“Wine, wine, wine–pass that bottle to me!” sing it to me, Sticks McGee with Brownie McGee helping out on guitar and vocals. Then on the flip side, “I’d Rather Drink Muddy Water…”
After the sessions featuring blogging tips at the Wine Bloggers Conference, it was back to drinking with a tasting of Sonoma wines with well over 200 wines in the room and at least 30-40 wineries pouring.
I tried to save myself from temptation but I succumbed–and I dumped wine into the bucket too, sacriligious but absolutely necessary. I even saw folks carrying around small plastic cups for spitting into.
So instead of attempting any sort of catalogue, I will merely mention two small, memorable wineries with a limited selection poured by the passionate winemakers themselves: Enkidu and Verge. From the Enkidu website, I found that the origin or meaning of the name “Enkidu” comes from the oldest story ever written, the Epic of Gilgamesh. The story originated in Sumeria (Iraq) almost 4,000 years ago, which fittingly was the birthplace of wine. Enkidu, created by the gods, was the lover of land and protector of animals. He embodied strength and passion, with incredible bravery, and yet at times was truly fearful of unknown dangers.
Enkidu was told by the sacred slave: “Eat bread, oh, Enkidu! It is the fountain of life; drink the wine, it is the custom of the land.” Then Enkidu ate the bread till he was full, drank the wine, seven goblets…” http://www.ancienttexts.org/library/mesopotamian/gilgamesh/tab2.htm
How can you go wrong quoting Gilgamesh? Enkidu was also featured at the kickoff lunch at Kick Ranch–but I had barely left home to drive up there when that gathering was coming to a close, so I was pleased to get a chance to try a selection of their classy wines:
When I asked people which wines they remembered from the event, several people mentioned being impressed with Verge (their table is pictured above; the photo came from their site). Here’s a quote from their manifesto:
Syrah, long in the shadow of the evil twins of greed and false devotion, Cabernet Sauvignon and Pinot Noir, is hereby declared the world’s finest grape varietal with no second or equal.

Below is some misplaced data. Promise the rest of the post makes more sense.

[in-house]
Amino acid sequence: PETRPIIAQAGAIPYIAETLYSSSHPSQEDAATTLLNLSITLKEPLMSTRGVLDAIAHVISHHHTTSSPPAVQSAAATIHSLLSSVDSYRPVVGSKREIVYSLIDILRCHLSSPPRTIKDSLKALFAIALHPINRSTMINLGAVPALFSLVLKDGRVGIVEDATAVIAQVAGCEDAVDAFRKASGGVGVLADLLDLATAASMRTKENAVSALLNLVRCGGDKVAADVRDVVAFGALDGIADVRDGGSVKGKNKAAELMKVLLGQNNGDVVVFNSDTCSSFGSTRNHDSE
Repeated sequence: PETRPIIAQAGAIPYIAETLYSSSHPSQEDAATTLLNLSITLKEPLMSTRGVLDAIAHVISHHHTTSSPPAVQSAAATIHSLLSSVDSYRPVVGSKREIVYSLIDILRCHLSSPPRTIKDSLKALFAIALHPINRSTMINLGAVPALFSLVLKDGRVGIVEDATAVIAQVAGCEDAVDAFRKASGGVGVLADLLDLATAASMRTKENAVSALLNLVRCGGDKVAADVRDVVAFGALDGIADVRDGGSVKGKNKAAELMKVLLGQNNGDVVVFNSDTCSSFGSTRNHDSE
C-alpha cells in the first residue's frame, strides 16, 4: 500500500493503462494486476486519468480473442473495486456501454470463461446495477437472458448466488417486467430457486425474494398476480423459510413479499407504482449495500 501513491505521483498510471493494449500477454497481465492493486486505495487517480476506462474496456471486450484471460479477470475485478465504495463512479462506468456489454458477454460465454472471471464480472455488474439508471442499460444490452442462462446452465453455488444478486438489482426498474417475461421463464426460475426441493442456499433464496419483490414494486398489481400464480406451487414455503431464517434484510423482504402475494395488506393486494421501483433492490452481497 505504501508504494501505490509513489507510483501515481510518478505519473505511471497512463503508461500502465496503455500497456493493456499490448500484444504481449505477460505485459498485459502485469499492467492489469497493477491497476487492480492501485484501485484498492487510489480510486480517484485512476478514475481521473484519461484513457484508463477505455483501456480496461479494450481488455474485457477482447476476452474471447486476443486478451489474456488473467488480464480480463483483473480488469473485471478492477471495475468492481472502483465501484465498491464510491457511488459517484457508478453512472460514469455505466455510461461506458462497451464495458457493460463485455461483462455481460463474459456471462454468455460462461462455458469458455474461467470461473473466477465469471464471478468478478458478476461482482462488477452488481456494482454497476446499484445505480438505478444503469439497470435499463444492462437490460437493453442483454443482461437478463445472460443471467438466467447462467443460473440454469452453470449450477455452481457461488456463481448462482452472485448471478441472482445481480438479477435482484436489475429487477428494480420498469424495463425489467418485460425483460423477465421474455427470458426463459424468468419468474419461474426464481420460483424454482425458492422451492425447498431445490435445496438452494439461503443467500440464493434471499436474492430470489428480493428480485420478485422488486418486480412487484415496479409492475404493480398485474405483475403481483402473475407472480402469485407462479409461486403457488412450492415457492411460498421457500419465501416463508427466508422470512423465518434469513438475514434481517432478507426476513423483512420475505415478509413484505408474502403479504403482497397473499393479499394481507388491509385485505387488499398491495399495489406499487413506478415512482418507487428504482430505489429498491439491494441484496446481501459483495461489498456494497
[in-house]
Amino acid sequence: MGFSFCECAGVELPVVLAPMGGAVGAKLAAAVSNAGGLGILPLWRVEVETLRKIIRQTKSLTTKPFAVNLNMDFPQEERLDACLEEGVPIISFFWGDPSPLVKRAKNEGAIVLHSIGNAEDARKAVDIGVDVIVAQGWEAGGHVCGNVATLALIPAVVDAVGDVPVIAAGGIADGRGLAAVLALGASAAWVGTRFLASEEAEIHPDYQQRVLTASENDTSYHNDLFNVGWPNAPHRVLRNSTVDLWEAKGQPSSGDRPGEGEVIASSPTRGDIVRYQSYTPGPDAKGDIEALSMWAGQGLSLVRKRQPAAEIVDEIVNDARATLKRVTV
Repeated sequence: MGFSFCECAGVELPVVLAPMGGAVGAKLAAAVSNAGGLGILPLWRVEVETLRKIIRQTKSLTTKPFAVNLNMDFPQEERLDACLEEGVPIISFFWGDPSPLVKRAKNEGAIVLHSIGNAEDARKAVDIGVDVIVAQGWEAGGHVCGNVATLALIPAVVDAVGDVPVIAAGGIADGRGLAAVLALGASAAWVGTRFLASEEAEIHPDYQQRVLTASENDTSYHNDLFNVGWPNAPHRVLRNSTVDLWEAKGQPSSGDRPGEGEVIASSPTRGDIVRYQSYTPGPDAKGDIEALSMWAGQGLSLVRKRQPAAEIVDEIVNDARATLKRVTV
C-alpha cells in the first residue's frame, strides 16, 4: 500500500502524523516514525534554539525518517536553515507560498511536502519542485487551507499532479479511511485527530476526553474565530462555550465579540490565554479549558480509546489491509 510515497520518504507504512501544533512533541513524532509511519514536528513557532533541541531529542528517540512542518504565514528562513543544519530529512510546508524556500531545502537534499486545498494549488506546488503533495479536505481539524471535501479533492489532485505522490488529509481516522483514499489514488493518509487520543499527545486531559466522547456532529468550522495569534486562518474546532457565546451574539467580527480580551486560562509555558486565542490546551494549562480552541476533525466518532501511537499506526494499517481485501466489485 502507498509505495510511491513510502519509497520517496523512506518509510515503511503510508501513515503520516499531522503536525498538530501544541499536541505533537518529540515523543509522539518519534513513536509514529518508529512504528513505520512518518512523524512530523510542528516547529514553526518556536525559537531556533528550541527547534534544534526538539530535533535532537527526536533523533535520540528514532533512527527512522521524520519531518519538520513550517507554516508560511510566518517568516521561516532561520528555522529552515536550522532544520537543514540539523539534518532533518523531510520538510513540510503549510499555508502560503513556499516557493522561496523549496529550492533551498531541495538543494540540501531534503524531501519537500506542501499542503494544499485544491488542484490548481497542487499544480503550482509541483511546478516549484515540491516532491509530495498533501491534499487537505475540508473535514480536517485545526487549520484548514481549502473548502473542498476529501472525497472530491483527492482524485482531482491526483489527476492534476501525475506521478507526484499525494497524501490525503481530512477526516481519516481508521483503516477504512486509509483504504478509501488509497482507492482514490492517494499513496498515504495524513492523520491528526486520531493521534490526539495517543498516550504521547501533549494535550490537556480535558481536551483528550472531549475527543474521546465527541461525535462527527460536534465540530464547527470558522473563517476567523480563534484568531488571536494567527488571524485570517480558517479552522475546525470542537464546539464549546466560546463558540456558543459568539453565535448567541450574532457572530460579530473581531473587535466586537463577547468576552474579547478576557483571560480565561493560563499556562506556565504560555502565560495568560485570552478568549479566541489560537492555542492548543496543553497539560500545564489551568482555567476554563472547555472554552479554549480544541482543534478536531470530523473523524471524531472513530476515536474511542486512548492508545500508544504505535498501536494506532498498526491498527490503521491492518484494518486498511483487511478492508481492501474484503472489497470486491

Syrah, a vigorous vine indeed, must suffer and strain to produce great wines but can only do so when planted far from the likes of the fertile valley.
Syrah, when found on the outlying tracts of viticultural areas, in the hills, off the back roads, next to forests and the natural habitats of insects, mammals and fowl, on the fringe, is supremely good.
Syrah, when grown organically or biodynamically in this type of place, is intrinsically superior. Why continue the use of harmful agrichemicals?
I knew right away these were my kinda people! I certainly intend to keep track of what they are up to!
And instead of going on about Alice Feiring’s brief keynote at Sebastiani to her fellow “pot stirrers,” I will refer you to Tom Wark’s reverential post on his Fermentation blog “The Battle for Wine and How I Fell in Love with Alice Feiring.” I do intend to review her book sometime soon…
In fact, what I really want to talk about in this post is the after party!
Indeed, after drinking much of the day, I was trying to get caught up on email and write a post or two when again I found myself distracted by cases of wine rolling by and rolling by and rolling by–right into the room behind me. Of course ART PREDATOR had to investigate. Inside was a full-on party with maybe a hundred bottles of wine open and another hundred at the ready. King of it all was a sommelier in training who had won the blind tasting and who had a birthday the previous week. Doug Cook, according to Alice Feiring, has developed what he is calling the Google of the wine world. Deb Harkness of Good Wine for Under $20 graciously poured small tastes to all who offered up a glass.
He had brought various selections from his cellar to share with us–and the Queen, Alice Feiring herself, who sat, it seemed, impervious to our enthusiasm for every pour except one bottle, a jeroboam which was corked (ohh, what I would give for a photo of her delicate face when she took a big whiff of that corked wine!)
The first wine I recall was a lovely German 2006 Blanc de Noir by Paul Anheuser…
and at some point there was a 1999 Bartolo Mascarello Barolo…
…and the last a French chenin blanc that tasted like heaven, a kiss from the mouth of a god, honeysuckle, rose geranium, sweetly light and delicate, and so lovely I almost swooned.
In between the wines flew fast and furious, bottles he uncorked and some that others brought, like two of my favorites, Twisted Oak’s The Spaniard and River of Skulls. I think I may have discovered a fondness for wines of the Loire Valley which may be a dangerous thing indeed.
By the end of the night, the room was full of purple smiles: we all looked like we were from some grim Halloween feature with our purple teeth (from wine of course not blood!)
It was quite the wine education, a chance of a life time, especially with the tasting notes and assistance of compadres Elodie and Beverly and many others whose names have washed away with the wine, and whose cards will float up one day…
Afterwards, I helped cleanup…and I loaded into my car several cases of partially full bottles of wine with the intention of sharing the wealth!
“I got a nickel you got a dime let’s get together and get some wine!”
Thanks again to birthday boy, Doug Cook!